Labor Day holds big meaning

Published 5:55 am Wednesday, August 27, 2008

By Staff
As we approach Labor Day I am reminded of the prominence that organized labor played in Alabama politics in bygone years. After World War II, Alabama surged into the world economy and became the home to many of the largest and most important industries in the booming U.S. economy. Young men who were born and raised tilling Alabama's hard scrabble soil, while trudging behind a mule all day on a 40 acre farm, had seen the world during the war and wanted a better life than their fathers. They saw such opportunity in the new industrial plants emerging in the state.
These young men went a step further than their contemporaries throughout the south and made all of these industries unionized. It was so pervasive that Alabama became overwhelmingly the most unionized state in the south. A roll call of the states largest employers reveals that all of them were unionized from the TVA workers of north Alabama to the state docks in Mobile. Alabama was a pro labor state. The steel mills in Birmingham, the tire manufacturing plants in Gadsden, Tuscaloosa and Opelika, Reynolds Aluminum in the Tri-Cities, along with the state dockworkers were union.
There was essentially no Republican Party, the Democratic nomination was tantamount to election and the union endorsement was vital. It elected Big Jim Folsom in 1946 and again in 1954. So what about the union endorsement in next year's Governor's race? Is it still important? The answer is a resounding “no.” The state has changed and the world economy has changed. The major industrial plants in the state are now the large international automobile plants, Mercedes, Honda and Hyundai. They, and their subsidiary spin-off plants, are all non-union. It is a new day.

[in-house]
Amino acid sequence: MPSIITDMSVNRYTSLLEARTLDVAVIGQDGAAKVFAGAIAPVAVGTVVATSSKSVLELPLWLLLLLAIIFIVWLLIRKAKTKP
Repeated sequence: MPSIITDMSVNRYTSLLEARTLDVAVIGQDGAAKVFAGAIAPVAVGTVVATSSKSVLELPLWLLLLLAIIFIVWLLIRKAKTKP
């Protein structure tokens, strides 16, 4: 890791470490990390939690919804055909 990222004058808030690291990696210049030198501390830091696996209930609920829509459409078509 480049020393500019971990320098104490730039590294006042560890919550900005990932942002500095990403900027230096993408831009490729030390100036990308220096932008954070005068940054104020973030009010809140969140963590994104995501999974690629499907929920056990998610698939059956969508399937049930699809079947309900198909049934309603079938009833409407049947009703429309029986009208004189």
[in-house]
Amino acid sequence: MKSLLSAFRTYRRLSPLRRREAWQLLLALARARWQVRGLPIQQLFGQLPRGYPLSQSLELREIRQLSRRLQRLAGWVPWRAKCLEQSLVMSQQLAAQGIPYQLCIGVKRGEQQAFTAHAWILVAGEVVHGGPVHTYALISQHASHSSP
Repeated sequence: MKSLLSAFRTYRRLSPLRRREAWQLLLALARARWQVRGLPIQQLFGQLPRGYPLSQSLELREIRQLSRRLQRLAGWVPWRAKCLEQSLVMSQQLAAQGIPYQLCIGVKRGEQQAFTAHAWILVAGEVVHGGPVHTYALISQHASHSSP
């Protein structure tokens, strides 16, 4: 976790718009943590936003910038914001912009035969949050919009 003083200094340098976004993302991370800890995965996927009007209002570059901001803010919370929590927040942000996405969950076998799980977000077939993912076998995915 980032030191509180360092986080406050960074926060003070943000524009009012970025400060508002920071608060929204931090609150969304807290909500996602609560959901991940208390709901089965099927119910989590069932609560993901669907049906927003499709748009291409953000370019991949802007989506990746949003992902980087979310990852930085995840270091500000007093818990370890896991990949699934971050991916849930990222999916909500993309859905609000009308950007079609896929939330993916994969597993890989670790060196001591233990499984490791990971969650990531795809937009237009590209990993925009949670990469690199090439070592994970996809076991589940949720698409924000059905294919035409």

The labor endorsement is sought and good to have in a Democratic primary. Union members are loyal Democrats. Of the minority of white Alabamians who choose to vote in the Democratic primary, a good many are labor union voters. The flight of the vast majority of white Alabamians to the Republican ranks over the past few decades has rendered the union endorsement as a minimal advantage. Some would even say it is a disadvantage in a general election because it has a perception as being a liberal endorsement.
The union endorsement is not the only endorsement that has seen a demise over the years. All group endorsements have lost their clout. The once important endorsement from Joe Reed and the Alabama Democratic Conference has waned. The New South endorsement outnumbers the ADC in importance among black voters. Its strength rests primarily in the rural counties of the Black Belt. All three of these Democratic groups, Labor, ADC and New South are worthwhile in a Democratic primary but are usually an albatross in a general election. The Republican candidate will attempt to tie his Democratic opponent to these groups and label the Democratic recipient a liberal beholden to a liberal group.
Steve Flowers is a political
columnist. who served in the State Legislature. He may be contacted at

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